dia-win-remote.exe diaw.exe --integrated
In the bin folder of the Dia-installation-home, there is also a dia-win-remote.exe. It takes one of the other exe's (dia.exe or diaw.exe) as an input. If you add the option "--integrated" it will show the combined window.

Expand swap using SSM

Wed, 2015-05-13 06:24
The mere reason that I dug into SSM yeasterday was that I wanted to install the Oracle Database 12c.

(Did you know yesterday came from the word 'yeast'? So actually yeasterday: because one used the yeast of the day before to bake the bread of today. Also in Dutch  the word for yeast: 'gist', still sounds in the word for yeasterday: 'gisteren'.)

I ran however against the prerequisite check on the swap space that was only 2GB because of my default OL7 install. And the Universal Installer required 8GB at least. So I needed to expand it. There are several ways to do it. But since I was into SSM, it was a good practice to use that. And it turns out very simple to do. It shows how easy it is to add a new device to a pool and an existing volume.

So I created a new disk of 8GB to my VM (I only need 8GB, but I thought I'd simply add it to the existing 2GB, to be certain to have enough with 10GB).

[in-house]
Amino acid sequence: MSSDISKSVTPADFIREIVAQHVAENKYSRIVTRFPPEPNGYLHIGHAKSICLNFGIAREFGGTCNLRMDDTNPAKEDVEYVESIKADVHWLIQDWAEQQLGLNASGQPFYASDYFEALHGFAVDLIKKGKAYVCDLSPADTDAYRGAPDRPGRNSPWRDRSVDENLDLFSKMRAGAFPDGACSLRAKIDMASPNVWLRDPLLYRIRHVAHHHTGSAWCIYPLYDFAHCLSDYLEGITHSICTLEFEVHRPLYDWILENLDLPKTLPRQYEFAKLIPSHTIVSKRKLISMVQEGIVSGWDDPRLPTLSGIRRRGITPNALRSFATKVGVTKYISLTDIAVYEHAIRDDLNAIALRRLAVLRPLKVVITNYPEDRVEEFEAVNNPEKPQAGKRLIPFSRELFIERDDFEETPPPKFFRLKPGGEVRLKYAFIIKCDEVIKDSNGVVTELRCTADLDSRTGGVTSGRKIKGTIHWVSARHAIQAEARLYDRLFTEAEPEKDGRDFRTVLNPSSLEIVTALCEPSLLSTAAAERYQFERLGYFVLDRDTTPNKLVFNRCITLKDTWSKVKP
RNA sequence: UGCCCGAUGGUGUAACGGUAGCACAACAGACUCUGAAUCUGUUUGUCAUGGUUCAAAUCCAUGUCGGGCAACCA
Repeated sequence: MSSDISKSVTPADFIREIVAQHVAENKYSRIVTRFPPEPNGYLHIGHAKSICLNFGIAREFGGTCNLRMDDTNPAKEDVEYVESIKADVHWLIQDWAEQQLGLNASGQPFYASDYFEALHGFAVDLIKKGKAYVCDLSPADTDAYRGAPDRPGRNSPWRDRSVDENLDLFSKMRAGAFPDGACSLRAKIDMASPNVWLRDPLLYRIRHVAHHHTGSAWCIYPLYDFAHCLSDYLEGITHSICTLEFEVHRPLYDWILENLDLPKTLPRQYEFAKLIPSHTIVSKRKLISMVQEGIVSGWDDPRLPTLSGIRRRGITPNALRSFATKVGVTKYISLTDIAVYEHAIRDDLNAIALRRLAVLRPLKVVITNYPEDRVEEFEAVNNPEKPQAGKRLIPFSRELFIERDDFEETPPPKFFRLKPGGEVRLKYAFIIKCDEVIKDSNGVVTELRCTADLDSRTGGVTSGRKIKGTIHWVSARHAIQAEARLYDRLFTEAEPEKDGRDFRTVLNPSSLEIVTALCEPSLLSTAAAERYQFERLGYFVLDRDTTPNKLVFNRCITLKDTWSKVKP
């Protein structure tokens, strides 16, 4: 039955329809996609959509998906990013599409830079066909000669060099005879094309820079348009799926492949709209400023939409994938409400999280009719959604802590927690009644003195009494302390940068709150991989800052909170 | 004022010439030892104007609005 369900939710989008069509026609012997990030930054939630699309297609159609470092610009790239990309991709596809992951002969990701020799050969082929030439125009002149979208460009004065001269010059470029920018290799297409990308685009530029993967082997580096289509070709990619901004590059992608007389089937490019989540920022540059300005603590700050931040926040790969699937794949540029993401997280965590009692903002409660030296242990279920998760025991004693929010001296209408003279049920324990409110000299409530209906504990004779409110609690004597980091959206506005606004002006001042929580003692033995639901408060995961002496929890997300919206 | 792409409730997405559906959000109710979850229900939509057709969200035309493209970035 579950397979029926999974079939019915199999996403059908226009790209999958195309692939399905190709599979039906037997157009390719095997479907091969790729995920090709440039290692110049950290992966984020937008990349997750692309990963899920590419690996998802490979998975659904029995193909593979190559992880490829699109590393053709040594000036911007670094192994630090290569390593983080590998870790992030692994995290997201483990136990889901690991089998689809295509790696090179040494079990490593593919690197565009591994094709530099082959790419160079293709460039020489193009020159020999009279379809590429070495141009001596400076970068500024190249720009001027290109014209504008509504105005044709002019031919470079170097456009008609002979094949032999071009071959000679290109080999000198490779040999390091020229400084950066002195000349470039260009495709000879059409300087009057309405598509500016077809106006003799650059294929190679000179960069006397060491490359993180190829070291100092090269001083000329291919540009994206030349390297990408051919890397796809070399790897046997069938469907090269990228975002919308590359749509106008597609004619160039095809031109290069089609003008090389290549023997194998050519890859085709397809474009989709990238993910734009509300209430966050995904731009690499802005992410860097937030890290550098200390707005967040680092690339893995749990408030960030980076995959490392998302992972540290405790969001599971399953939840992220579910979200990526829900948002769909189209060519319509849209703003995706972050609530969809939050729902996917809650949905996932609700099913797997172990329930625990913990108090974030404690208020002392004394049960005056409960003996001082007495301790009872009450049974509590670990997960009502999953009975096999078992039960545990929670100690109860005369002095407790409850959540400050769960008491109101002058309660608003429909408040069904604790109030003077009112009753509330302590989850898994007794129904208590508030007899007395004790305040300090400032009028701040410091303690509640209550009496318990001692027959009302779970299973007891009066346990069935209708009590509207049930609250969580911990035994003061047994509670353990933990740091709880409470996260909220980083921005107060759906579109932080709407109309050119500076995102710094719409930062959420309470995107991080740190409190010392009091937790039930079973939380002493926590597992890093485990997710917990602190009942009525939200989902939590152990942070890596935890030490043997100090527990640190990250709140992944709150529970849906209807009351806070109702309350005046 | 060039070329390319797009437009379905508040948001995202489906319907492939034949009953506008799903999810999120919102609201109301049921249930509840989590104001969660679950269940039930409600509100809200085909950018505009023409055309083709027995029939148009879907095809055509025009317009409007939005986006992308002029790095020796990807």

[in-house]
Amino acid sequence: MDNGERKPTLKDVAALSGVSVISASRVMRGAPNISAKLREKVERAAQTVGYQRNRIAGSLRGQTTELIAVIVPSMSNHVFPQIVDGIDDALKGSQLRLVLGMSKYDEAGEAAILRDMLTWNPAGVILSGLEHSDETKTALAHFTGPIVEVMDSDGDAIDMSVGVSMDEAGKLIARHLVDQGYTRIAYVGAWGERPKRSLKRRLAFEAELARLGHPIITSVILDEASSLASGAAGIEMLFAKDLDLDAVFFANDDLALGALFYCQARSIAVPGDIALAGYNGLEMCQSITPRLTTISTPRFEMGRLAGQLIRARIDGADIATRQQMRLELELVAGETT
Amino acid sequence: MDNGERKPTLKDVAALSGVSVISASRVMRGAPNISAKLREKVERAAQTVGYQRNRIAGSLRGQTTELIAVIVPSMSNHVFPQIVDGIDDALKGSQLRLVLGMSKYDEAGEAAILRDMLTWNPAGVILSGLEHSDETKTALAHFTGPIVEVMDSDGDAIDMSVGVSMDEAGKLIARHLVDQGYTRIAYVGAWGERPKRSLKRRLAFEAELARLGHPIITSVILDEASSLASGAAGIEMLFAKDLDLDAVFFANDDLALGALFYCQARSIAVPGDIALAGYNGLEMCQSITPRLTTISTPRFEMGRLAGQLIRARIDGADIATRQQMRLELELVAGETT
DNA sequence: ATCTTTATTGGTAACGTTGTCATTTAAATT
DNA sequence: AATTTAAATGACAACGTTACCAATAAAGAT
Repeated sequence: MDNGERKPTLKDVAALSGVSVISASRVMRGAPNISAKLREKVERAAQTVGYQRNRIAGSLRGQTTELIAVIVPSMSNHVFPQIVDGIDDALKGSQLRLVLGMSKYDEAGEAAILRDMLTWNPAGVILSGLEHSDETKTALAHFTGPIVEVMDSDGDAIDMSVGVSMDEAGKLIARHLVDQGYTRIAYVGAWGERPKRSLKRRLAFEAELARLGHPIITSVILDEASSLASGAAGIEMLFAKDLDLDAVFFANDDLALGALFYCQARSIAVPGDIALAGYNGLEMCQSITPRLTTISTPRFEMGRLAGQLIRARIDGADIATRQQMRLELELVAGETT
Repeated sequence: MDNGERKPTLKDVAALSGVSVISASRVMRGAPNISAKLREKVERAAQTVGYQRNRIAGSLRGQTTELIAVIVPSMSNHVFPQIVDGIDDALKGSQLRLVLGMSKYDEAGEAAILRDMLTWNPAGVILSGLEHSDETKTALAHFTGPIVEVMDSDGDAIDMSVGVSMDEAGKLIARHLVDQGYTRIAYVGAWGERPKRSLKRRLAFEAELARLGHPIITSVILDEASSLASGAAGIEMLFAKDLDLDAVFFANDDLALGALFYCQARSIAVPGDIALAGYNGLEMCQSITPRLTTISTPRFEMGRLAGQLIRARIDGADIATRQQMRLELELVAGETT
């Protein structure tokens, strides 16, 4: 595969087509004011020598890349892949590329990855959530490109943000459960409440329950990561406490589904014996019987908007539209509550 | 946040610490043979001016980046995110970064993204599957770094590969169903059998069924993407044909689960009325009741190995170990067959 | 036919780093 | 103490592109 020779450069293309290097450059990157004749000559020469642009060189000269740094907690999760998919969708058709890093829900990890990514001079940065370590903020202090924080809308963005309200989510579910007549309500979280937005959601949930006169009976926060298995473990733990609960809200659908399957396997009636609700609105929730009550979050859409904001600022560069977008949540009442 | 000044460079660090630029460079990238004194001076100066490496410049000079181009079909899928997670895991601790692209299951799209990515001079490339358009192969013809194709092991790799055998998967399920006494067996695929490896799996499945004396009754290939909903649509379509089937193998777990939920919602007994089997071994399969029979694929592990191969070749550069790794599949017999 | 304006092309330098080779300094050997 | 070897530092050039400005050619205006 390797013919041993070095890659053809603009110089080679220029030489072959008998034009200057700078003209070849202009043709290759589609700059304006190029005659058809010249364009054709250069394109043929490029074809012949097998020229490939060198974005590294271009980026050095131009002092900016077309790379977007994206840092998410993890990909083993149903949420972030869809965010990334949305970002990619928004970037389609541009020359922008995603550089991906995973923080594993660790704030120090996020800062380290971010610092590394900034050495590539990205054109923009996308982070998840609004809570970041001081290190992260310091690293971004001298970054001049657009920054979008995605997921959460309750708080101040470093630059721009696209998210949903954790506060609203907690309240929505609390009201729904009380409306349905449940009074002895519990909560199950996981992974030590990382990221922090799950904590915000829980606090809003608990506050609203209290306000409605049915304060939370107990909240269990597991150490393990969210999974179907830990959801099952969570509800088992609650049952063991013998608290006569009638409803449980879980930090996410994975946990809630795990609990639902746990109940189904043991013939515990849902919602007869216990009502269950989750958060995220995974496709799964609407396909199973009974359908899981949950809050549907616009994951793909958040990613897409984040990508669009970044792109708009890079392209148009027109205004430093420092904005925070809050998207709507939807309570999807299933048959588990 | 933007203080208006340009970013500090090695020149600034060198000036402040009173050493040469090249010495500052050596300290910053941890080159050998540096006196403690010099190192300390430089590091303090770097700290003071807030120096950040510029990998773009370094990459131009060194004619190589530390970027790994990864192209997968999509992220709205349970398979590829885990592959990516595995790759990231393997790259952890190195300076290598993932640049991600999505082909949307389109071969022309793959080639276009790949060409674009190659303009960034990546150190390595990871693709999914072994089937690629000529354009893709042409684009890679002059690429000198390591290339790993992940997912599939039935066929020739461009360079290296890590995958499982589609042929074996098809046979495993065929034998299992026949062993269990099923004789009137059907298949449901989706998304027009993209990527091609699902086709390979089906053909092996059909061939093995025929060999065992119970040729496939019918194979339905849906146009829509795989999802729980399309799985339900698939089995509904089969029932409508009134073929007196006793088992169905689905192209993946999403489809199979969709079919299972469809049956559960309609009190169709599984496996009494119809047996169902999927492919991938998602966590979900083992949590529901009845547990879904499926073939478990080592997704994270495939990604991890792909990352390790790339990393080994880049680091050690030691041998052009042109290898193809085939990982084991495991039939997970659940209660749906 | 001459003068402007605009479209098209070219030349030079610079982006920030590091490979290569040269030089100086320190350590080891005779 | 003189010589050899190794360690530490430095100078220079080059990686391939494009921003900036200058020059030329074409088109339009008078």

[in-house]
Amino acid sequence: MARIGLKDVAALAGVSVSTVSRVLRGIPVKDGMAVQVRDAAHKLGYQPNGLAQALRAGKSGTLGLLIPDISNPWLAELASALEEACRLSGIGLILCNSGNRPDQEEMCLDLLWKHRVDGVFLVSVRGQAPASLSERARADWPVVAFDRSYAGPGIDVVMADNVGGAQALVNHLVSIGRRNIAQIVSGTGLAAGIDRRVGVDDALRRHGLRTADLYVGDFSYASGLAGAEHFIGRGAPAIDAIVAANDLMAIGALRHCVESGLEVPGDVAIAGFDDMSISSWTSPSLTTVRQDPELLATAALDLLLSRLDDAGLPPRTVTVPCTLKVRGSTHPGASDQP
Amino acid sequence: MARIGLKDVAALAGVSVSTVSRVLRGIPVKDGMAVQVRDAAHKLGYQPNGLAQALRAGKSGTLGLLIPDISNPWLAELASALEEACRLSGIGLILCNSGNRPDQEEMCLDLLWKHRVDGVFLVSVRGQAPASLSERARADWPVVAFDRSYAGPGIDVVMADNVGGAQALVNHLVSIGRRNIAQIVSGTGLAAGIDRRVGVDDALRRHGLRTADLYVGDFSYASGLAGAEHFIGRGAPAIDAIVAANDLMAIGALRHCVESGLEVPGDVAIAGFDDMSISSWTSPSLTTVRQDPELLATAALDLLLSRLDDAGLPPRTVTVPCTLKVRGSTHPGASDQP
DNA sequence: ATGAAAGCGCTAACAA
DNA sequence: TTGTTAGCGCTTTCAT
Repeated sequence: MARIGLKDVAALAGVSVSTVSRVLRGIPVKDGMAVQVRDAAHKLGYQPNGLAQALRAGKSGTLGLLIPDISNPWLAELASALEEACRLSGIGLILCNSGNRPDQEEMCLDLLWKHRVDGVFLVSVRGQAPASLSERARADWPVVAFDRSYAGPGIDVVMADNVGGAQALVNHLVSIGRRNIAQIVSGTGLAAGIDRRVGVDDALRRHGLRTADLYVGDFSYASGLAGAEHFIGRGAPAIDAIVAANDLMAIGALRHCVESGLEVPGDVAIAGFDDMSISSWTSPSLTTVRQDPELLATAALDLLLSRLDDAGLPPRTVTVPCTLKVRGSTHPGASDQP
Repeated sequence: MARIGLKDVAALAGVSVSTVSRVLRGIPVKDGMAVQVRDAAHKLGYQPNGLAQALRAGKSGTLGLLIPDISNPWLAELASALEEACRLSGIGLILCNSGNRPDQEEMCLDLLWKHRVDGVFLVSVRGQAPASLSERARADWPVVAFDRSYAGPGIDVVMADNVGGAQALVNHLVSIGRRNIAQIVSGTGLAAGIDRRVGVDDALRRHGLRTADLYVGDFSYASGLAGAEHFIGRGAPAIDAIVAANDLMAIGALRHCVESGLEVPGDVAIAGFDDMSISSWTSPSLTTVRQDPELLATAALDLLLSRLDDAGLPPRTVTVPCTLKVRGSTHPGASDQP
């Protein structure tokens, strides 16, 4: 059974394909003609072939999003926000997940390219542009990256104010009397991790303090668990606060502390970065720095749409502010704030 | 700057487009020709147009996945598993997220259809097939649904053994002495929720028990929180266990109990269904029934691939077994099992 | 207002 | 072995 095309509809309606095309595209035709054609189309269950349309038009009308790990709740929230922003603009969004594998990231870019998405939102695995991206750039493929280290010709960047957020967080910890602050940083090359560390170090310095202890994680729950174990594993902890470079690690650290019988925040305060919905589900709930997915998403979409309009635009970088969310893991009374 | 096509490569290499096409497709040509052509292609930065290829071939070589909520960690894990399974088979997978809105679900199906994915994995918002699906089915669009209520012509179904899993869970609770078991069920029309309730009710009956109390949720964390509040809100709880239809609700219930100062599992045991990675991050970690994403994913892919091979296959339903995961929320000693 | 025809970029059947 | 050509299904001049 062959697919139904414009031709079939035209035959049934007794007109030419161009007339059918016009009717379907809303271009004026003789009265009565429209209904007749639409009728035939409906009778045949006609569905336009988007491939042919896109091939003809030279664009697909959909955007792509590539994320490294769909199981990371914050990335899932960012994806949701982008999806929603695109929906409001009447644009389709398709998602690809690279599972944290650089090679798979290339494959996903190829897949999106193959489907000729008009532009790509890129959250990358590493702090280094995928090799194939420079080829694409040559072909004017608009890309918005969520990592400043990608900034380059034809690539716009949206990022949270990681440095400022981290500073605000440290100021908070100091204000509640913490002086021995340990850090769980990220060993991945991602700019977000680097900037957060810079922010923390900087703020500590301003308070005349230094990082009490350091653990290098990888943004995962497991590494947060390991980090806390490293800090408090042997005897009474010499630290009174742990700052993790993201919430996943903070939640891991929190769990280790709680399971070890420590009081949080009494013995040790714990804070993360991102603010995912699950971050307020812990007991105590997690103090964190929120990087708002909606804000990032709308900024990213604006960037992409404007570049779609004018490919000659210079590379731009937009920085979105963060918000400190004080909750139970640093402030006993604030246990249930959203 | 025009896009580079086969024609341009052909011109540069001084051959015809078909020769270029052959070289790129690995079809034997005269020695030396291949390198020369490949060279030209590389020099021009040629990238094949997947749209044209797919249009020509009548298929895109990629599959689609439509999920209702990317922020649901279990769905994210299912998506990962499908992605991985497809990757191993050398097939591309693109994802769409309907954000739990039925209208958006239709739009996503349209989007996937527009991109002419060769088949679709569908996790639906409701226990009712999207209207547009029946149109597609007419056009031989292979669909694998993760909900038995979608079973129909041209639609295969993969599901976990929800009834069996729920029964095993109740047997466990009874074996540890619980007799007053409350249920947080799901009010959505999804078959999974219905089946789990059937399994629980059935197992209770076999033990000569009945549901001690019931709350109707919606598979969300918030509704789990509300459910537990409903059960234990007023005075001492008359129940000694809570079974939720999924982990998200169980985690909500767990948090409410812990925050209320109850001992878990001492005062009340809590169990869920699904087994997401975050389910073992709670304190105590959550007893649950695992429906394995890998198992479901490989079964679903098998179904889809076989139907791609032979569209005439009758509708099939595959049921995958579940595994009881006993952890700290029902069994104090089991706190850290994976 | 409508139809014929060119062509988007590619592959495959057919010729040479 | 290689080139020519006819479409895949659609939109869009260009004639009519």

So, after booting up, verify existence of non assigned device (/dev/sdc):
[root@darlin-vce-db ~]# ssm list
--------------------------------------------------------------
Device Free Used Total Pool Mount point
--------------------------------------------------------------
/dev/sda 20.00 GB PARTITIONED
/dev/sda1 500.00 MB /boot
/dev/sda2 40.00 MB 19.47 GB 19.51 GB ol
/dev/sdb 0.00 KB 100.00 GB 100.00 GB pool01
/dev/sdc 8.00 GB
--------------------------------------------------------------
-----------------------------------------------------
Pool Type Devices Free Used Total
-----------------------------------------------------
ol lvm 1 40.00 MB 19.47 GB 19.51 GB
pool01 lvm 1 0.00 KB 100.00 GB 100.00 GB
-----------------------------------------------------
---------------------------------------------------------------------------
Volume Pool Volume size FS FS size Free Type Mount point
---------------------------------------------------------------------------
/dev/ol/root
ol 17.47 GB xfs 17.46 GB 12.29 GB linear /
/dev/ol/swap
ol 2.00 GB linear
/dev/pool01/disk01
pool01 100.00 GB xfs 99.95 GB 99.95 GB linear /u01
/dev/sda1
500.00 MB xfs 496.67 MB 305.97 MB part /boot
---------------------------------------------------------------------------